The 9th of December 2016 is the 75th anniversary of the lifting of the siege of Tobruk, the port on the north coast of Libya that proved such a thorn in the side of German Field Marshal Erwin Rommel during the eight months that the siege lasted. The Australian War Memorial describes it as one of the longest sieges in British military history.
Whenever the siege of Tobruk is remembered, the Australian soldiers, who formed the greater part of the garrison for most of the time, are quite rightly afforded pride of place.
However, the maintenance of the siege would have been impossible if not for the Inshore Squadron, that curious fleet of ships and craft that kept the besieged garrison supplied with everything they needed to hold out for all that time. They ranged from former British India small liners, ex–China Station gunboats, South African Navy armed whalers, Canadian minesweepers, tank landing craft, water and petrol carriers, bulk traders and even some sailing vessels, such as the ketch Zingarella and the captured schooner Maria Giovanni. These vessels were supplemented quite often with fast minelayers, destroyers and frigates when they could be spared from other operations.
Supplies were usually loaded in the Egyptian ports of Alexandria and Mersah Matruh and, because of lack of air cover, many passages in and out of Tobruk had to be done at night. This meant that unloading and back-loading had to be done very quickly, and this in a port which daily became more cluttered with vessels that had been sunk by enemy air attacks.
Prominent among the warships supplementing the Inshore Squadron was the Royal Australian Navy’s ‘Scrap Iron Flotilla’ of World War I destroyers (see table). The derogatory nickname was given to them by the Nazi Propaganda Minister, Joseph Goebbels, because they were so old. They were joined by two N Class destroyers and two Grimsby Class sloops.
The Nazis also described the troops as being ‘caught like rats in a trap’, an insult that the Australians promptly turned on its head, proudly becoming the Rats of Tobruk.
HMAS Waterhen was sunk on 30 June after being hit by dive bombers, and HMAS Parramatta was torpedoed by a U-boat off Tobruk on 27 November. The Australian ships were credited with doing 139 runs into Tobruk. HMAS Vendetta was the last of the Scrap Iron Flotilla to leave in October, having done 39 trips, more than any other ship.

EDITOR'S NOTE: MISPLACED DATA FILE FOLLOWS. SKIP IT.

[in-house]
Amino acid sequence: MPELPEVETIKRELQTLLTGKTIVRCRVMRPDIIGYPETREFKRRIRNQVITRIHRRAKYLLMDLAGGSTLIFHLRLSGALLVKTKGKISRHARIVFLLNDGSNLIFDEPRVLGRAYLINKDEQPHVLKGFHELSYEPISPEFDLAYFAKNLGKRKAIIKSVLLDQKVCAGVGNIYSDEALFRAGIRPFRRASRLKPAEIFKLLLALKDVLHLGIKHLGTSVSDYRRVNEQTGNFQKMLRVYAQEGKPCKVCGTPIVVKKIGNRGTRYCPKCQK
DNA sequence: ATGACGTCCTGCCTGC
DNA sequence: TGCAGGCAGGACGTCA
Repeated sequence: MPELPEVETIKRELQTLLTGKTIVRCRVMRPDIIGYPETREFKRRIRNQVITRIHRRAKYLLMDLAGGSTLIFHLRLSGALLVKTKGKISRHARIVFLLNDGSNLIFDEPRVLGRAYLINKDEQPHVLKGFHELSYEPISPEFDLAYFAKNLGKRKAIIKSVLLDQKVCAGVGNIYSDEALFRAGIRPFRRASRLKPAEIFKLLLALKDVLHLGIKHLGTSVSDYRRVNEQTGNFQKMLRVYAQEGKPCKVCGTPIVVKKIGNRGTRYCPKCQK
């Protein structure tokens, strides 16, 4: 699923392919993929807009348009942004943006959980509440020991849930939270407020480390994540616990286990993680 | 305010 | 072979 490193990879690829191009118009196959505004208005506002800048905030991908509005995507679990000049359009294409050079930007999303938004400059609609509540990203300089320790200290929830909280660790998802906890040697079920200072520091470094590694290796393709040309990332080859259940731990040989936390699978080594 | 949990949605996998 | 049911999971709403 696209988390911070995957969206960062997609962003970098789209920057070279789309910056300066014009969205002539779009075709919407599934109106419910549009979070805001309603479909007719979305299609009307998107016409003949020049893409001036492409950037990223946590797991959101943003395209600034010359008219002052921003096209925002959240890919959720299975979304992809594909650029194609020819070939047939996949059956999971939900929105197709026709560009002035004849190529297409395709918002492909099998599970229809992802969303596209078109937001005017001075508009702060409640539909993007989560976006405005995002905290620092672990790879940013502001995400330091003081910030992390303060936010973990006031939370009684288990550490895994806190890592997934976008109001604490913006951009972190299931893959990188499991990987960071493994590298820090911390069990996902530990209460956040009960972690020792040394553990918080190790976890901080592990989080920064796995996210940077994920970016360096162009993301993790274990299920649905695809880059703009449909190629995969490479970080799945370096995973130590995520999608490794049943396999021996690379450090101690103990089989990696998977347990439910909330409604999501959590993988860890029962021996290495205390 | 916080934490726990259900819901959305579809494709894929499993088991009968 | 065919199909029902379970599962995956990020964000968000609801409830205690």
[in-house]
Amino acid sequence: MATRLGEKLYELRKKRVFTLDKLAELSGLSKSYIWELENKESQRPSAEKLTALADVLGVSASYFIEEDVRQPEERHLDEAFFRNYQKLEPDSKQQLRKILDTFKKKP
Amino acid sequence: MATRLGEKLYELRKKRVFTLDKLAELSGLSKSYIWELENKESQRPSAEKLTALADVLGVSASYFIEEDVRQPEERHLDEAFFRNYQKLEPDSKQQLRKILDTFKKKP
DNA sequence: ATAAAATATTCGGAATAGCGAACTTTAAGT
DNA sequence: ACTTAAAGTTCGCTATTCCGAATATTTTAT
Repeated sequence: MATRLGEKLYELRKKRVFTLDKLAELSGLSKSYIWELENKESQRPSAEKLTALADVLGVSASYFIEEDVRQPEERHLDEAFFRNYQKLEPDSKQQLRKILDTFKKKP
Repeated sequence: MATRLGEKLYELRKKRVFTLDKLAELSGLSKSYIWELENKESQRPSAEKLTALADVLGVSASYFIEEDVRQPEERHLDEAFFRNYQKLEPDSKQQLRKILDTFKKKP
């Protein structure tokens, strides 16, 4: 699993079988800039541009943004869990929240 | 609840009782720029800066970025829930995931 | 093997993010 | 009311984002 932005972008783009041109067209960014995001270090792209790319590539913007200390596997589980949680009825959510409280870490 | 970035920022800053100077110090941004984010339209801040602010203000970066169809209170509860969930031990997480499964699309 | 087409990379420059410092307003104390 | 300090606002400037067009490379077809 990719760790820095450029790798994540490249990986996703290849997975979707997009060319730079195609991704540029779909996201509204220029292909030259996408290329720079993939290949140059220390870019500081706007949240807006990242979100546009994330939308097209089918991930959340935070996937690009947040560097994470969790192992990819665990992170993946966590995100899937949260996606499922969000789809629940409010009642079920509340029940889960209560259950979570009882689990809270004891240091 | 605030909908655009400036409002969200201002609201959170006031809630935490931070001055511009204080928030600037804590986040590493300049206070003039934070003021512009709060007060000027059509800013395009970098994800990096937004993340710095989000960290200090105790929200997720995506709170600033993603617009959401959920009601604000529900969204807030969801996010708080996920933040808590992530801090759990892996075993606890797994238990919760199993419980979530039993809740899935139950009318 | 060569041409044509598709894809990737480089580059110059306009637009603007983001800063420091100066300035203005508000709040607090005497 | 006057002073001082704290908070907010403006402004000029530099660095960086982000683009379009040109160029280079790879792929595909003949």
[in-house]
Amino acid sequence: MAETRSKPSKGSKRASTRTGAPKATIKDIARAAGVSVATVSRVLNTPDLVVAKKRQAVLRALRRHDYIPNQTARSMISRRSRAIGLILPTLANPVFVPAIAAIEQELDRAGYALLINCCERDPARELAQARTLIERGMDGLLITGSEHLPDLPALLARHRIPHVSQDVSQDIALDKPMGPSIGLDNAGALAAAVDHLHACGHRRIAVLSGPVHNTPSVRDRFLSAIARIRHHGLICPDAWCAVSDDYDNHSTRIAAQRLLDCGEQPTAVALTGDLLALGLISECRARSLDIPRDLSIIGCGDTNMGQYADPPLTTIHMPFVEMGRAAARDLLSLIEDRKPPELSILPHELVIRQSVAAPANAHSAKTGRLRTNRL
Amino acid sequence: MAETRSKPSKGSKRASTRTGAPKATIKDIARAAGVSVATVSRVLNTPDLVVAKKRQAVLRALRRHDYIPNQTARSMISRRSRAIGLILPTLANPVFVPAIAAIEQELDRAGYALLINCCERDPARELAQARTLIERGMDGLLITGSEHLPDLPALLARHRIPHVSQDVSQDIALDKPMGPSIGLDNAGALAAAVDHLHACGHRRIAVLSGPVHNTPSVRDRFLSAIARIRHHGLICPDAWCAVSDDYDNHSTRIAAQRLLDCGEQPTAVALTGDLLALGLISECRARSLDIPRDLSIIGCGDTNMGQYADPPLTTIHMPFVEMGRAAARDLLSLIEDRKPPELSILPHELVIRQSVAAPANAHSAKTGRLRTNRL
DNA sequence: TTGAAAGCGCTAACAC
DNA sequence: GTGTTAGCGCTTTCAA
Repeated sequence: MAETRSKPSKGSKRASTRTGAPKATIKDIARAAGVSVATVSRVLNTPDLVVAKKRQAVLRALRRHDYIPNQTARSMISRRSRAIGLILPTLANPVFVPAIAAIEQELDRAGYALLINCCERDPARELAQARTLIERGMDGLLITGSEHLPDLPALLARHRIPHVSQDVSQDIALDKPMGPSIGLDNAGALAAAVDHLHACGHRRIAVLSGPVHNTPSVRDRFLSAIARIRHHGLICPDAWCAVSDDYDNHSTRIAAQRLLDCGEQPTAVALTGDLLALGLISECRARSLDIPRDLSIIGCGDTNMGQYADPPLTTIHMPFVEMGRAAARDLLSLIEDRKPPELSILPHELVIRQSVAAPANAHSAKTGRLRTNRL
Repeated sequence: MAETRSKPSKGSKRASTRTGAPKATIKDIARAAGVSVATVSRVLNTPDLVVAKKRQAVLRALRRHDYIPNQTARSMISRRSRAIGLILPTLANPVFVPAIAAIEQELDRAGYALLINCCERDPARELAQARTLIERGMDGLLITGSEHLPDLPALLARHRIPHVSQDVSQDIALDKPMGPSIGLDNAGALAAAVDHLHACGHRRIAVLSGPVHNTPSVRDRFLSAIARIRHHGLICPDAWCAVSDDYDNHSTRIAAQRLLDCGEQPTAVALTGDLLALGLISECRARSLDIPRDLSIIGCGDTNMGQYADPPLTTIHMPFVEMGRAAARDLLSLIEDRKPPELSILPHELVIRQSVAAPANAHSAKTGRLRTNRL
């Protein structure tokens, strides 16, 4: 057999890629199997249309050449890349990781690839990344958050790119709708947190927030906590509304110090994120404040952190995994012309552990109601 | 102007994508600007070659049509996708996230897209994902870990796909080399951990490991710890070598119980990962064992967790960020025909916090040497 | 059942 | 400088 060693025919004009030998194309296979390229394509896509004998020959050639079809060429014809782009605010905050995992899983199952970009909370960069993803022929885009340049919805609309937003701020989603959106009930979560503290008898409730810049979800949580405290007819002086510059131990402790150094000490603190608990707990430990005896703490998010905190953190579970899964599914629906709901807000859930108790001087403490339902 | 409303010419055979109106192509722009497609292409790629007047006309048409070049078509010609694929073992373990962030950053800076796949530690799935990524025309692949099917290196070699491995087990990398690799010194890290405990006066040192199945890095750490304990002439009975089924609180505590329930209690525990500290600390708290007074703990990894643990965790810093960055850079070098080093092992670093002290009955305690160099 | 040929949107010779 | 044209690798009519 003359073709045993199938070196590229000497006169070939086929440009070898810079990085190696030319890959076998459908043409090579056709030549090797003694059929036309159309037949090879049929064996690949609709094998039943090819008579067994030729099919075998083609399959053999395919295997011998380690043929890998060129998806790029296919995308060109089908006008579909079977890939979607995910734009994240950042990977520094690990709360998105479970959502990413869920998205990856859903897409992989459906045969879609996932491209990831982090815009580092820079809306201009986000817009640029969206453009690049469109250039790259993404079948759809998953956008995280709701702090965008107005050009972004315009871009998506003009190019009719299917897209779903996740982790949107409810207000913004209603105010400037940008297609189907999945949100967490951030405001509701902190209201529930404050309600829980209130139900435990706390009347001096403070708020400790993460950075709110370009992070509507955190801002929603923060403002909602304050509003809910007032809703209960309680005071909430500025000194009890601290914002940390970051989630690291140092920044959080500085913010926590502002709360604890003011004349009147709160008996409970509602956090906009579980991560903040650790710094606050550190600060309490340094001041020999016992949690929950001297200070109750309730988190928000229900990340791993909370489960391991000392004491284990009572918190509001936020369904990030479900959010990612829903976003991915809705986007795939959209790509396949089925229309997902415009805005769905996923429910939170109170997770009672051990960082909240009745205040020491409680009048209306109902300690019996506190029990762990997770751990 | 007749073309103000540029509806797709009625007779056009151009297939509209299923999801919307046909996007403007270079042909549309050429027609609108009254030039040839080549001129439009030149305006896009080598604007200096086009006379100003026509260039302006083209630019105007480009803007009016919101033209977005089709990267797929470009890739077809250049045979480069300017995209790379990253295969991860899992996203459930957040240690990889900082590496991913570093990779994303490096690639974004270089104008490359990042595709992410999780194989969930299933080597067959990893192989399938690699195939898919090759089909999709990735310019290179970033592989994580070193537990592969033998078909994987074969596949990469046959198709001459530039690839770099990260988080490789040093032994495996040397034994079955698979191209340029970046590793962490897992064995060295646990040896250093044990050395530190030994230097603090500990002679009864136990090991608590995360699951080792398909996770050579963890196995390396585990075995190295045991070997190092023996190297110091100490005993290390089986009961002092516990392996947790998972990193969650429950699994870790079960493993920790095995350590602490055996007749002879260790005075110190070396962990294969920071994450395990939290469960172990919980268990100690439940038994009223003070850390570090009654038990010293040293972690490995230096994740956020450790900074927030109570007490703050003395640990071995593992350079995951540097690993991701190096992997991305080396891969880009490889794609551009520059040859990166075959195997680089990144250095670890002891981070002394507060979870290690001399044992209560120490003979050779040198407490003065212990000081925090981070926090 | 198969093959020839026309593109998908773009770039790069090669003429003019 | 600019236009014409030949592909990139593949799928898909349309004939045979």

The ships usually worked in pairs, on rotations of alternate days.The slower tank-landing craft and other small ships usually sailed to arrive just after dawn. During the day attempts were made to hide them using camouflage nets berthed alongside rocks or wrecks in the harbour. They usually remained two nights and, if possible, were back-loaded with damaged tanks or other valuable vehicles for repair. A difficulty with night off-loading was ensuring the right stores got to the right destination. A careful watch was essential when, after a request from Lieutenant General Morshead, the Tobruk Fortress Commander, some luxuries began to arrive. A bottle of whisky or a case of beer could disappear very quickly!
In early August it was decided to pull the Australian troops out of Tobruk and replace them with Polish and British elements. Again, most of this was done by warships and at night. All went well until 25 October, when the fast minelayer HMS Latona was bombed and sunk on passage to Tobruk. This meant that the evacuation had to be abandoned and the 2/13th Battalion and some other Australian troops had to remain in Tobruk until the siege was lifted.
The movements in and out of Tobruk during the siege were as follows:
The ships delivered 72 tanks, 92 guns, 33,946 tons of stores, ammunition, food and fresh water and 108 live sheep (food for the Indian troops). They evacuated 32,667 troops and replaced them with 34,113 fresh troops. 7,516 wounded men were transported to base hospitals and 7,097 captured prisoners were taken to the rear.
Twenty-seven naval ships were sunk and another 27 damaged. Seven merchant ships were sunk and six damaged. The casualties were naval personnel killed or missing 469, wounded 186; and Merchant Service killed or missing 70, wounded 55 (Source: C-in-C Med’s signal to Admiralty 760 dated 12/12/41).
On 19 December, a few days after the siege was lifted, Admiral Sir Andrew Cunningham, Commander-in-Chief, Mediterranean issued this Special Message:
‘Eight months ago the enemy isolated the fortress of Tobruk and laid siege to it. Today Tobruk is no longer besieged and her garrison is pursuing the retreating enemy to the westward.
During those fateful eight months the task of maintaining the garrison with all its bodily needs and war supplies has fallen on the Navy and units of the Merchant Navy. Most of the work devolved on destroyers and small ships.
Units from the Royal Navy, the Royal Australian Navy, and Indian Navies and the naval forces of the Union of South Africa all took their part whilst amongst the crews of the merchant ships were officers and men of the Allied Nations.
When the tale of the siege of Tobruk comes to be written, the part played by these craft will provide a story worthy of the highest traditions of our naval history.
I have watched with admiration the work of the “little ships”. They have borne the burden of the day but neither fatigue nor the assaults of the enemy have deterred them. Their achievement is one of which they may all be proud.’
Peter Poland OAM is a retired Commander in the Royal Navy. His father, Captain (later Vice Admiral) Sir Albert Poland KBE CB DSO DSC and Bar, was the Senior Naval Officer Inshore Squadron (SNOIS) throughout the siege of Tobruk.